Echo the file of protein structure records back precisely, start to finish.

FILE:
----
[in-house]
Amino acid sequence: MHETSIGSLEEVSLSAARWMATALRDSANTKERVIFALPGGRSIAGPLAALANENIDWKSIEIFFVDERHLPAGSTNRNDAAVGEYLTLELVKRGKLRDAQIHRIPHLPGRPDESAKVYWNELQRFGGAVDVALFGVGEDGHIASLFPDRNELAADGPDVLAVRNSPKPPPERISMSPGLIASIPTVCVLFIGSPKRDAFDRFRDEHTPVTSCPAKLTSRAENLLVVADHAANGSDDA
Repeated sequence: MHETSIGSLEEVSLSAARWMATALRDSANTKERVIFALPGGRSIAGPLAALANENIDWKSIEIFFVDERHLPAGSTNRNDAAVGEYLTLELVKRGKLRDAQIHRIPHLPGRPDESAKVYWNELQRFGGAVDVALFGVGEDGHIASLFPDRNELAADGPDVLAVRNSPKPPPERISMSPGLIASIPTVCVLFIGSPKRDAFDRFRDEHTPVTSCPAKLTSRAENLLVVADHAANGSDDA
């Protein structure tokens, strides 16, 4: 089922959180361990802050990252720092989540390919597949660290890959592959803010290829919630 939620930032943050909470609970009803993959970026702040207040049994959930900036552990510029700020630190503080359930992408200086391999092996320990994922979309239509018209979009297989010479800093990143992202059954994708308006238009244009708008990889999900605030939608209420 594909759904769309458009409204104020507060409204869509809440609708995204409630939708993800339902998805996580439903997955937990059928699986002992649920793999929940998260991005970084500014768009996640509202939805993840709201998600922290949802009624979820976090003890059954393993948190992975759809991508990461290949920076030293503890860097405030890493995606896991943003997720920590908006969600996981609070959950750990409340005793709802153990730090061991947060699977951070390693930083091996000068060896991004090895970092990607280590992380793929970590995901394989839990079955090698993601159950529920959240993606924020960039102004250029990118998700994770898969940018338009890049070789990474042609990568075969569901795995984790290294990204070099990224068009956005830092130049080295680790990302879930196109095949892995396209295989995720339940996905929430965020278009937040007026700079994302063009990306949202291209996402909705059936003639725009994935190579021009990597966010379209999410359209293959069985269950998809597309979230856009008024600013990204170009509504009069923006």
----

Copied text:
[in-house]
Amino acid sequence: MHETSIGSLEEVSLSAARWMATALRDSANTKERVIFALPGGRSIAGPLAALANENIDWKSIEIFFVDERHLPAGSTNRNDAAVGEYLTLELVKRGKLRDAQIHRIPHLPGRPDESAKVYWNELQRFGGAVDVALFGVGEDGHIASLFPDRNELAADGPDVLAVRNSPKPPPERISMSPGLIASIPTVCVLFIGSPKRDAFDRFRDEHTPVTSCPAKLTSRAENLLVVADHAANGSDDA
Repeated sequence: MHETSIGSLEEVSLSAARWMATALRDSANTKERVIFALPGGRSIAGPLAALANENIDWKSIEIFFVDERHLPAGSTNRNDAAVGEYLTLELVKRGKLRDAQIHRIPHLPGRPDESAKVYWNELQRFGGAVDVALFGVGEDGHIASLFPDRNELAADGPDVLAVRNSPKPPPERISMSPGLIASIPTVCVLFIGSPKRDAFDRFRDEHTPVTSCPAKLTSRAENLLVVADHAANGSDDA
């Protein structure tokens, strides 16, 4: 089922959180361990802050990252720092989540390919597949660290890959592959803010290829919630 939620930032943050909470609970009803993959970026702040207040049994959930900036552990510029700020630190503080359930992408200086391999092996320990994922979309239509018209979009297989010479800093990143992202059954994708308006238009244009708008990889999900605030939608209420 594909759904769309458009409204104020507060409204869509809440609708995204409630939708993800339902998805996580439903997955937990059928699986002992649920793999929940998260991005970084500014768009996640509202939805993840709201998600922290949802009624979820976090003890059954393993948190992975759809991508990461290949920076030293503890860097405030890493995606896991943003997720920590908006969600996981609070959950750990409340005793709802153990730090061991947060699977951070390693930083091996000068060896991004090895970092990607280590992380793929970590995901394989839990079955090698993601159950529920959240993606924020960039102004250029990118998700994770898969940018338009890049070789990474042609990568075969569901795995984790290294990204070099990224068009956005830092130049080295680790990302879930196109095949892995396209295989995720339940996905929430965020278009937040007026700079994302063009990306949202291209996402909705059936003639725009994935190579021009990597966010379209999410359209293959069985269950998809597309979230856009008024600013990204170009509504009069923006």